by coonsey, Thu Dec 06, 2007 at 10:30:47 AM EST
Some of what you'll read here can be found at USATODAY.COM.
A Sunni vs. Shiite soccer match was held in Ghazaliyah, west of Baghdad, in late November. A crowd of 1,500 showed up without a fight. Everything went just fine. The Shiite's won with a score of 2-0.
Attacks on U.S. and Iraqi forces have dropped to about one a day, from 25 per day in June.
"Throughout the country, the level of violence has come down very substantially in the last five months," says Gen. David Petraeus, the top American commander in Iraq. "What comes next is building on the momentum that has been achieved."
by stormbear, Mon Dec 03, 2007 at 05:10:42 AM EST
by coonsey, Sat Nov 24, 2007 at 08:04:12 AM EST
Here's my theory on what happened the first of this year. The military generals were asked by President Bush, VP Cheney and Karl Rove what they felt they needed to resolve the Iraq quagmire.
The Generals said, "sir, we need to curb the violence long enough to allow the Iraqi government a chance to reconcile their differences. Without a government in charge and with power, this war will go on forever. There needs to be a political solution, not a military one."
The President then asked the generals, "how many more soldiers do you need to do that?" "It will take at least 30,000", they said. "How long would it take to get the surge of troops to Iraq?" "About 6 months sir; if we start deploying in April, we should be in full swing by September of 2007."
by stormbear, Tue Nov 13, 2007 at 06:20:30 AM EST
by Stephen Cassidy, Sat Oct 27, 2007 at 12:30:52 AM EDT
Bumped - Todd
Bill Richardson has captured in one word the gross failure committed by our nation in invading Iraq: arrogance. On February 3, 2007, Richardson gave a rousing speech before the Winter meeting of the Democratic National Committee in which he observed:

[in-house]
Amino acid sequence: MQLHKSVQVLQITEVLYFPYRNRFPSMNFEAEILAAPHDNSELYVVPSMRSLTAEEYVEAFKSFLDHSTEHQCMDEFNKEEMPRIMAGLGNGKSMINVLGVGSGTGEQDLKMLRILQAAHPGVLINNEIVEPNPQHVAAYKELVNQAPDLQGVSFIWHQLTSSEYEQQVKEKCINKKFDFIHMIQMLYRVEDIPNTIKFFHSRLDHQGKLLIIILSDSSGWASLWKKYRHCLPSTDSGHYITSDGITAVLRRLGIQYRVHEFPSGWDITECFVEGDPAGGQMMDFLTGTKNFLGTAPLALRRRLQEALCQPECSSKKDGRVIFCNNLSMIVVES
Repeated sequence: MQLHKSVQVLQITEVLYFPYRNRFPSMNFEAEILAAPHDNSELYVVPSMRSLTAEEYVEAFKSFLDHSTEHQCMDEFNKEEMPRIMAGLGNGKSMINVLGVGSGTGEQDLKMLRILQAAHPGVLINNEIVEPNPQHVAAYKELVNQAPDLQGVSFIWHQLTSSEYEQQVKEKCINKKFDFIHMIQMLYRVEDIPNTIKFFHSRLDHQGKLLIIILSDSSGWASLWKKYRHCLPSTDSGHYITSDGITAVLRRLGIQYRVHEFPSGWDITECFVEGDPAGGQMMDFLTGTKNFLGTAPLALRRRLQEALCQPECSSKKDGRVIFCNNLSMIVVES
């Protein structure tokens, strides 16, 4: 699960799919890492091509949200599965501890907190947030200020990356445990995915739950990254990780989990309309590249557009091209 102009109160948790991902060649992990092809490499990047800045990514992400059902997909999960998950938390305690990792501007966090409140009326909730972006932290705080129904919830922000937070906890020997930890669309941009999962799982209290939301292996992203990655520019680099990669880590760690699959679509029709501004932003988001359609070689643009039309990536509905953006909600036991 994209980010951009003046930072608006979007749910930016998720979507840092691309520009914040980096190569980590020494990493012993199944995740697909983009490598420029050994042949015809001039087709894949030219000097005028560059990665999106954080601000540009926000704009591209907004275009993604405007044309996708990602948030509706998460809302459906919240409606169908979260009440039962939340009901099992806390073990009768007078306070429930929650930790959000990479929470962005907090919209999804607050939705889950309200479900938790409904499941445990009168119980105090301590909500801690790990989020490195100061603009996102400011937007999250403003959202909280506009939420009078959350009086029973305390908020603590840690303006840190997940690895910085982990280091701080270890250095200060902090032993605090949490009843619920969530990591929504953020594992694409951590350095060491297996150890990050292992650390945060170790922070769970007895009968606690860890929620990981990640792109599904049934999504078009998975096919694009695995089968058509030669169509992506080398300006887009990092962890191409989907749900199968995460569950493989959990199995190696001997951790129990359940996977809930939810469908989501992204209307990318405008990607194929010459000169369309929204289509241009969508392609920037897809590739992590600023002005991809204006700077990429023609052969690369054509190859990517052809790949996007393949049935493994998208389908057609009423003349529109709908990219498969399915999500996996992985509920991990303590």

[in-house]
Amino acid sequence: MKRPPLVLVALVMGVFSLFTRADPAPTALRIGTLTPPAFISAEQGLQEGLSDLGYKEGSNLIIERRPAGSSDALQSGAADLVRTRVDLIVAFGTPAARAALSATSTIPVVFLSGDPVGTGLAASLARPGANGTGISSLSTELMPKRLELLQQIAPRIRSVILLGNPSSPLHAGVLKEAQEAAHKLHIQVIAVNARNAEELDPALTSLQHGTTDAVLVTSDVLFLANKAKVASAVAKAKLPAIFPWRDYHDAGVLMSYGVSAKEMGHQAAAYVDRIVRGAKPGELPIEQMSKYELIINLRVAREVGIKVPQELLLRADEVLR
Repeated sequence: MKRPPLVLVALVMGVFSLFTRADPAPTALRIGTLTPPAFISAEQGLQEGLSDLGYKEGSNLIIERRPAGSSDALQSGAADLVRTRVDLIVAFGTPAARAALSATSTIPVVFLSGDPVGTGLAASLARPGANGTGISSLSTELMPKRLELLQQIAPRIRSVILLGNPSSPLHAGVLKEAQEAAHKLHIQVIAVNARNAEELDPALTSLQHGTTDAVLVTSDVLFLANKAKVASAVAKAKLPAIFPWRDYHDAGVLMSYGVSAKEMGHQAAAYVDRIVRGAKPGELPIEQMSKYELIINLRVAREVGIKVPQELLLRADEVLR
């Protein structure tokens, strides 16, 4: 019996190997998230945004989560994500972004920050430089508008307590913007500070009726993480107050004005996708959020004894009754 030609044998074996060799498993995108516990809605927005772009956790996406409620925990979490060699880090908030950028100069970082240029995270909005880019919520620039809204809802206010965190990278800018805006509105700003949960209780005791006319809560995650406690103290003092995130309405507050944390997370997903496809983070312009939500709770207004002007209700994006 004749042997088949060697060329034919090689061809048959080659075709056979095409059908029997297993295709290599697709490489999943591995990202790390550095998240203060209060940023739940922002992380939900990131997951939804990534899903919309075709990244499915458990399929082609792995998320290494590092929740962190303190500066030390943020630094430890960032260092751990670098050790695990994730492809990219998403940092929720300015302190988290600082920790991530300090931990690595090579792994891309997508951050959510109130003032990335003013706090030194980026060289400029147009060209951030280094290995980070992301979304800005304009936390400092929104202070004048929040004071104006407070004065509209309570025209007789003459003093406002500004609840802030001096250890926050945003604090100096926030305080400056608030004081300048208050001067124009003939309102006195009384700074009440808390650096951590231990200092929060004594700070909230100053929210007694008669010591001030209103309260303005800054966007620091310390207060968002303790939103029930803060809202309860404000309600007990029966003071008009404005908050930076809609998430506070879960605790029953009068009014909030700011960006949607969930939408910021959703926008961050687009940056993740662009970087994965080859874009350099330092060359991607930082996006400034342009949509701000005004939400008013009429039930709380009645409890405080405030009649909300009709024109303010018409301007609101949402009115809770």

The War in Iraq is not the disease. Iraq is a symptom. The disease is arrogance. The next President must be able to repair the damage that's been done to our country's reputation over the last six years. It's why experience in foreign affairs has never been more important.
Bush, Cheney, Rumsfeld, Wolfowitz, Rice, Franks and other generals, scores of members of Congress, Republican and Democrat, influential commentators and reporters thought our troops would be welcomed as liberators. The bulk of our forces could leave Iraq in a matter of months after Saddam was removed from power.
Only persons who had never studied the history of the Middle East or international relations could come to such a conclusion. As explained by Douglas Macgregor, a retired Army colonel who writes for the Straus Military Reform Project at the Center for Defense Information in Washington, D.C.:
Like the French Army in Algeria and the British Army in Ireland, the generals in Baghdad are discovering that soldiers and Marines in Iraq control only what they stand on, and when they no longer stand on it, they don't control it. Meanwhile, the Army grinds itself to pieces while the national military leadership stands by watching, clinging to the promise of more troops for a larger ground force in the future -- a promise that is irrelevant to the challenge we now face: getting out of Iraq.
Like so many tragic events in human history, the occupation of Iraq could have been avoided if military and political leaders in Washington had recognized the tectonic shift in international relations created by decolonization after World War II. This shift made any occupation, with the exception of very brief American or European military triumphs over non-Europeans, especially Muslim Arabs, impossible. But the decision to occupy and govern Iraq with American military power was driven by ideology, not strategy. And, when ideology masquerades as strategy, disaster is inevitable.
The defining issue of the 2008 campaign is how does the U.S. get out of Iraq.